Once upon a time, passengers aboard an airplane were guaranteed free checked baggage, a can of soda, and maybe some extra legroom if they asked for it.
But the basic features of economy-class air travel are steadily becoming privileges, not rights. More and more airlines are offering tickets for seats in sub-economy class sections, where seats cost less than standard economy, but the perks are even fewer.
As the Economist recently outlined, Delta Air Lines last year launched ”basic economy” seating for select routes. The company promises the tickets will cost less than those for standard class. But customers who opt for this tier forfeit their right to pre-select seats, fly standby, re-schedule flights, or receive upgrades.
American and United have since told shareholders they intend to launch something similar this year, though specific details on those plans aren’t yet public.
The trend toward low-priced, no-frills tickets stems from competitive pressure, specifically from budget carriers like Spirit Air in the US and Ryanair in Europe. Those companies have faced criticism from the media and from consumers for poor customer service and hidden fees. But while customers might complain, they’re still buying tickets in droves. Spirit and Ryanair are two of the most profitable airlines in the world.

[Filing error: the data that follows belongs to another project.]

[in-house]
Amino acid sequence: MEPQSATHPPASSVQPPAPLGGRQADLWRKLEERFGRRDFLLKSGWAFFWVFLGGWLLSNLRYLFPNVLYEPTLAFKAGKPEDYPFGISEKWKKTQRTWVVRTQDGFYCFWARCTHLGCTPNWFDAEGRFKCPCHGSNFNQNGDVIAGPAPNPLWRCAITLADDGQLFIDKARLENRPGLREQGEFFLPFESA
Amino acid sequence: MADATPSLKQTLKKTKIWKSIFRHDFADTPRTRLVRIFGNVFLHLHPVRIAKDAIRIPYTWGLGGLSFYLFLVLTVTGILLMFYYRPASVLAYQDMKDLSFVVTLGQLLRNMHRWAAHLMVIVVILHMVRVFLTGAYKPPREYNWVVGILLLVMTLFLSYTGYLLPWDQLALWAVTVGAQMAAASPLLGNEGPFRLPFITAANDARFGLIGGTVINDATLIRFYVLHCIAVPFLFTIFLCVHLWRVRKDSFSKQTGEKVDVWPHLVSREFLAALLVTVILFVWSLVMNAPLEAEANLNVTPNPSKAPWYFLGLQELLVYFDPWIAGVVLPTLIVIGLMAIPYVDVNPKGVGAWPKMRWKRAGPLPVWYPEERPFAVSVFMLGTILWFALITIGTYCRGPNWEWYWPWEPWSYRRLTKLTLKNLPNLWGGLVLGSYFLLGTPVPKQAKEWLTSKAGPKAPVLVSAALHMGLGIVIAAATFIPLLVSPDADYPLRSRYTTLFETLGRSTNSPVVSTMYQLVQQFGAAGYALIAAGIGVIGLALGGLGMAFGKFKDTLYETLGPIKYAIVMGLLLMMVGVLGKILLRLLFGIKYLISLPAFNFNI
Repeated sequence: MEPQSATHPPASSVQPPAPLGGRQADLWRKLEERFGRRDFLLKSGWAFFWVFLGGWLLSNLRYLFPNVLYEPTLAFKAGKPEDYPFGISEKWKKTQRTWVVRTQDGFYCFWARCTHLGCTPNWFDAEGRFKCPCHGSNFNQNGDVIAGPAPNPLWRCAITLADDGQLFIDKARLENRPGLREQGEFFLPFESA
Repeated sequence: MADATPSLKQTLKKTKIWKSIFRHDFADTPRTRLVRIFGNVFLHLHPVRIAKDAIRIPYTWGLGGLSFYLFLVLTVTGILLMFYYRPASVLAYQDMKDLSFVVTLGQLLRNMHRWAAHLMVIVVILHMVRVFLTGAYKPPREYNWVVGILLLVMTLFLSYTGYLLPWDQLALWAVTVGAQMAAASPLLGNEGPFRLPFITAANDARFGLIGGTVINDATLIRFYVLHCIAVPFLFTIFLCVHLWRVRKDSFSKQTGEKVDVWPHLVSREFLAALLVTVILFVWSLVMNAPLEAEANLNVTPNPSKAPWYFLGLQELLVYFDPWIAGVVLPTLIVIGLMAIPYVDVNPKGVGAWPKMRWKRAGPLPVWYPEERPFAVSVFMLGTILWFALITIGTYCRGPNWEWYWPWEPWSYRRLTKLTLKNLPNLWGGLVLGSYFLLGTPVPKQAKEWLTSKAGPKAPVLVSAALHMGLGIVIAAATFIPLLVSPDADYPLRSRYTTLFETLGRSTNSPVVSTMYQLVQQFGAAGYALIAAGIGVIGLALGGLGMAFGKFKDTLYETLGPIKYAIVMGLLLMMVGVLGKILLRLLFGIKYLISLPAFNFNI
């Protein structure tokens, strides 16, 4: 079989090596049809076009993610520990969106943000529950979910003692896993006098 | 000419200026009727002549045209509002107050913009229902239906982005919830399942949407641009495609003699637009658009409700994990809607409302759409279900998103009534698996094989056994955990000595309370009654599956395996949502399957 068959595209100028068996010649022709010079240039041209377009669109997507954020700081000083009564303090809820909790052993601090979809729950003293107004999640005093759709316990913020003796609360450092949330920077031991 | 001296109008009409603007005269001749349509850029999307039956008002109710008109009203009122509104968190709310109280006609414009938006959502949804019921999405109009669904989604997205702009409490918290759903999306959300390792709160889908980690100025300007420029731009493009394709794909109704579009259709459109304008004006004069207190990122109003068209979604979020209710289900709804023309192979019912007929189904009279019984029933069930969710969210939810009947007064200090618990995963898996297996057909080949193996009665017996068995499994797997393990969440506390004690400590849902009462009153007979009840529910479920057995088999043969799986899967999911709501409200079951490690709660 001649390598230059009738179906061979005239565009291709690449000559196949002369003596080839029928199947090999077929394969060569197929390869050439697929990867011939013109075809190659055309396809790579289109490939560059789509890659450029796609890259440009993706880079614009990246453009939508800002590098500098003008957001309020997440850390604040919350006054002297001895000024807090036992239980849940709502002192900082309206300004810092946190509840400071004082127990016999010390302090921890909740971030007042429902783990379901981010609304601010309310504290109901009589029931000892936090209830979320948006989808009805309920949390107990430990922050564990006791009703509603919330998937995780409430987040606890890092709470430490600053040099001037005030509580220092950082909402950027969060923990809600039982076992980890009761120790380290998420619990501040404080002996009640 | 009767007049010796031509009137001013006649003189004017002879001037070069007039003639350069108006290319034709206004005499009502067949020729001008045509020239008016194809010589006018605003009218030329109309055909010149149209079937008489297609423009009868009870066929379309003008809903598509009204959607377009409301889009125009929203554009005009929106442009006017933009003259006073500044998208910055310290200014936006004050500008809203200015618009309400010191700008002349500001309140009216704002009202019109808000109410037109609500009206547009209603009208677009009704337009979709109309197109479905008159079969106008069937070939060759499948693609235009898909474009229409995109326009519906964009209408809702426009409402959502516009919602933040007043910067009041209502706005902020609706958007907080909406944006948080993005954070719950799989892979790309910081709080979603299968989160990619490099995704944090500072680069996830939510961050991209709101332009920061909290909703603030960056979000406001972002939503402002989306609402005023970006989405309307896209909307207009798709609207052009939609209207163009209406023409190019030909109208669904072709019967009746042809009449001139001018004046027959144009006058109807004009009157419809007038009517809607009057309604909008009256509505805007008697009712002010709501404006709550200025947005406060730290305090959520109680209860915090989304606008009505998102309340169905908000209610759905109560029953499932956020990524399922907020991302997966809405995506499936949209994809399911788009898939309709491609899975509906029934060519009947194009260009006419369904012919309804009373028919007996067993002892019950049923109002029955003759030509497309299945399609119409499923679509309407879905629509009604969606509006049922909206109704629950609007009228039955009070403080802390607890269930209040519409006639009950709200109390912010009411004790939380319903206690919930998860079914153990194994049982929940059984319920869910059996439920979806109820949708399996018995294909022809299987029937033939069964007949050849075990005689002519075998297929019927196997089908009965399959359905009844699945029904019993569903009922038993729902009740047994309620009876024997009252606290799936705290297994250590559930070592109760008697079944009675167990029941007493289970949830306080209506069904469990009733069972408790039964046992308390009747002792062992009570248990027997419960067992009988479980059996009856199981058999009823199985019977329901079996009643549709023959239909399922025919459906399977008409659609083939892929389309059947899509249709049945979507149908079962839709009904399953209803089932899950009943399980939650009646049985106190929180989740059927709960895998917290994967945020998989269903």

If the big carriers are losing customers to cheap tickets elsewhere, then cheap tickets are probably the only way to win them back. These airlines might not stoop so low as to charge fees for having your boarding pass printed by a gate agent (they’re $10 apiece at Spirit)/ But charging extra for the privilege to change a flight in advance is one way to keep squeezing fees from price-sensitive consumers.